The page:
In addition to calling him “a mirror” of Trump, Roem criticized Marshall as a lawmaker more concerned with advancing his conservative agenda than with dealing with local problems such as traffic.

    That message resonated in communities along Route 28 — particularly Manassas Park, a rapidly changing area that has seen an influx of immigrants and millennials in recent years.Marshall lost there four years ago, when he defeated Democrat Atif Qarni by just 498 votes.

    Manassas Park resident Miranda Jehle, 21, said she was pleased with how Roem focused on local issues such as traffic, despite jabs by Marshall and his backers at her transgender identity.

    “I think she kept it very positive and didn’t show any negativity toward Bob Marshall,” Jehle said.

    But other voters were turned off by the historic nature of Roem’s candidacy.

    “She’s never had menstrual cramps, and she’s never had a baby, and she never will be able to,” said Marshall voter Carol Fox, a community activist in the Heritage Hunt section of Prince William, where Roem campaigned repeatedly. “She can take all the estrogen she wants but she’ll never be a woman.”

    Marshall emphasized his record of helping constituents with individual problems. But he also countered Roem’s attacks with appeals to his conservative base, helped by last-minute donations from the state Republican Party and conservative groups outside Virginia that have long supported him.

    [Del. Marshall: Conservative warrior fights to preserve ‘laws of nature’]

    A cable television ad by Marshall’s campaign questioned Roem’s moral judgment with brief footage from a five-year-old music video she appeared in with her band. A scene from the video, which did not appear fully in the ad, is suggestive of a group of people having oral sex.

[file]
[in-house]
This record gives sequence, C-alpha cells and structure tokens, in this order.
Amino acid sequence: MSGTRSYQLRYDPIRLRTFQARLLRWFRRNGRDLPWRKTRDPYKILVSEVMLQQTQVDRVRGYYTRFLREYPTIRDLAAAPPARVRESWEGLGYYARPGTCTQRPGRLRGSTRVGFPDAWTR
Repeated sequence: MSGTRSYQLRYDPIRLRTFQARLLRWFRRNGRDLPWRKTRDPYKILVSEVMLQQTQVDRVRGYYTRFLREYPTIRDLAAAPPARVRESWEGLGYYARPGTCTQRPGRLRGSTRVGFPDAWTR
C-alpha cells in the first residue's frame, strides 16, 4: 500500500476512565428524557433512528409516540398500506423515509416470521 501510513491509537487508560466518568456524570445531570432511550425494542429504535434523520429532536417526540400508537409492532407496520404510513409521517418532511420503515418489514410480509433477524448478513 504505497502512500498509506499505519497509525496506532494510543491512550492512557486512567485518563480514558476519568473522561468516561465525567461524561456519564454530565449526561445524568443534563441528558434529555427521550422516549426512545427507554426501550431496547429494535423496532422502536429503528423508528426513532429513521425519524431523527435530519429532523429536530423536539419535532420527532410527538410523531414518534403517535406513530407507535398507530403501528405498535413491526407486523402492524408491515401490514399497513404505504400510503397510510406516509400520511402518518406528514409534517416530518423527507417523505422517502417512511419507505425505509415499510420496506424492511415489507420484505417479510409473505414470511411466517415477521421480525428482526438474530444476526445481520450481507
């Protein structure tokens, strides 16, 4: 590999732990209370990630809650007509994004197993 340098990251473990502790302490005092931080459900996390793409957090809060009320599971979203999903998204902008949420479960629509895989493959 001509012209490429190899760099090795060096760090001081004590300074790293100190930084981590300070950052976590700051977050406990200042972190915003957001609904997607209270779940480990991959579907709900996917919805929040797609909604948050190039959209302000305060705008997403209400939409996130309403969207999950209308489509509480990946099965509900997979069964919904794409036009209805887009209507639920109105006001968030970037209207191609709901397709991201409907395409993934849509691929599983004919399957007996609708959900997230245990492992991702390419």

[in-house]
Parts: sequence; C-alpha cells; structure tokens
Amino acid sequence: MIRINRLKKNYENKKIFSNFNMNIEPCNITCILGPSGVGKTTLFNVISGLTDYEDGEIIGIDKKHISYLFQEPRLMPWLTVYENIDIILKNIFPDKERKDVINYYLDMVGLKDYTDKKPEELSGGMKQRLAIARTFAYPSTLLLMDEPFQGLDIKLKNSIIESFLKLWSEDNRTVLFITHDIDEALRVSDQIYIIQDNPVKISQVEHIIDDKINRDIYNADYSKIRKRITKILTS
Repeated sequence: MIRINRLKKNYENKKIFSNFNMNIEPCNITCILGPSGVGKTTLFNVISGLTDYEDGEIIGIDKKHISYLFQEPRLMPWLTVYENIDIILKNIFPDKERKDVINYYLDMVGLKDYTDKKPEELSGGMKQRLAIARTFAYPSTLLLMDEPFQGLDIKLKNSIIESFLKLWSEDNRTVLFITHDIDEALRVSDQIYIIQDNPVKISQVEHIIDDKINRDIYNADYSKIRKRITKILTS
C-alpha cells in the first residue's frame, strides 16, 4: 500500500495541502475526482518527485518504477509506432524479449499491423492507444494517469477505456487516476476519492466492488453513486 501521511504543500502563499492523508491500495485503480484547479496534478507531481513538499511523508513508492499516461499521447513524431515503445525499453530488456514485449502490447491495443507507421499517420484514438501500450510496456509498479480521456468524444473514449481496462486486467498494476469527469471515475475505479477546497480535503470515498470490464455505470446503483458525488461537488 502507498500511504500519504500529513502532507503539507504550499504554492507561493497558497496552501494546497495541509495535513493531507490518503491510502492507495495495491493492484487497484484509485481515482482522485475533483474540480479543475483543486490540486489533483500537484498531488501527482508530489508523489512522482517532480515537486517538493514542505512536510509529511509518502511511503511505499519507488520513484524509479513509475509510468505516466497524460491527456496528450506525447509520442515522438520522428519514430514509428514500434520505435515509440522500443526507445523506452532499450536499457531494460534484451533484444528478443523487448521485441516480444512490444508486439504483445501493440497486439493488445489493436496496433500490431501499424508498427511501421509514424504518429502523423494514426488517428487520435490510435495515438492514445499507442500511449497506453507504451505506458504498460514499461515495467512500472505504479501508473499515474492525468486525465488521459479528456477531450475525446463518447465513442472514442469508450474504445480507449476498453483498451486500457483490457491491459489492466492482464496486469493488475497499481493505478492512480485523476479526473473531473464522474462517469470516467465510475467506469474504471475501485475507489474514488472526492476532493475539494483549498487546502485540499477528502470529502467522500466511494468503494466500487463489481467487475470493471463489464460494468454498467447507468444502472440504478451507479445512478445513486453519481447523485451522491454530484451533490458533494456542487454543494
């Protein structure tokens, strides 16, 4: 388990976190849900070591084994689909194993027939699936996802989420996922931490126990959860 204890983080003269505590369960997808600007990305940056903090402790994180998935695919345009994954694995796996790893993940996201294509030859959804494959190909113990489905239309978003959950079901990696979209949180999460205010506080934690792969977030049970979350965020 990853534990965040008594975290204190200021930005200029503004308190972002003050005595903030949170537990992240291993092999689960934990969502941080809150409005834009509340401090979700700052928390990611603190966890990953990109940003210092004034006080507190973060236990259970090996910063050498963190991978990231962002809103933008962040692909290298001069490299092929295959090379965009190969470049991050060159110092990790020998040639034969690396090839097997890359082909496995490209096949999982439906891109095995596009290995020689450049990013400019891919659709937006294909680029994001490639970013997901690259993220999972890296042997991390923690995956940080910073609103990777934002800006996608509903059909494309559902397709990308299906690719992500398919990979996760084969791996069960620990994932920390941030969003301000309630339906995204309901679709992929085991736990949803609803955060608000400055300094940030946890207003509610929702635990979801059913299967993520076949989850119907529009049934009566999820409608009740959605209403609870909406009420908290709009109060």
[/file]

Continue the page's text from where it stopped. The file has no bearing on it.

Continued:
A state Republican Party flier accused Roem of “wanting transgenderism taught to kindergartners” — a reference to a radio interview in which she supported the idea of addressing lesbian, gay, bisexual and transgender matters in schools “in an age-appropriate manner.”

    Quentin Kidd, director of the Wason Center for Public Policy at Christopher Newport University, said Marshall may have erred in making too much of Roem’s transgender identity while refusing to participate in public-policy debates.

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    “He got put in a box on a cultural war issue, and the irony is that he’s made his living on cultural war issues,” Kidd said.

    Alexis Dimouro, 53, who voted for Marshall, said she was turned off by negativity on both sides, including attacks on Roem’s transgender identity and Roem’s characterization of Marshall as a conservative zealot out of touch with local issues.

    “Let us do the research and decide,” she said. “All of that seemed like a waste of money.”

    Ravi Perry, chairman of Virginia Commonwealth University’s political-science department, said the changing demographics make it likely that the district will remain blue in years to come, now that a long-term incumbent has been defeated.

    “This is now a very diverse, pluralistic district,” Perry said. “Roem has a real opportunity. She can bring in younger voters and new voters.”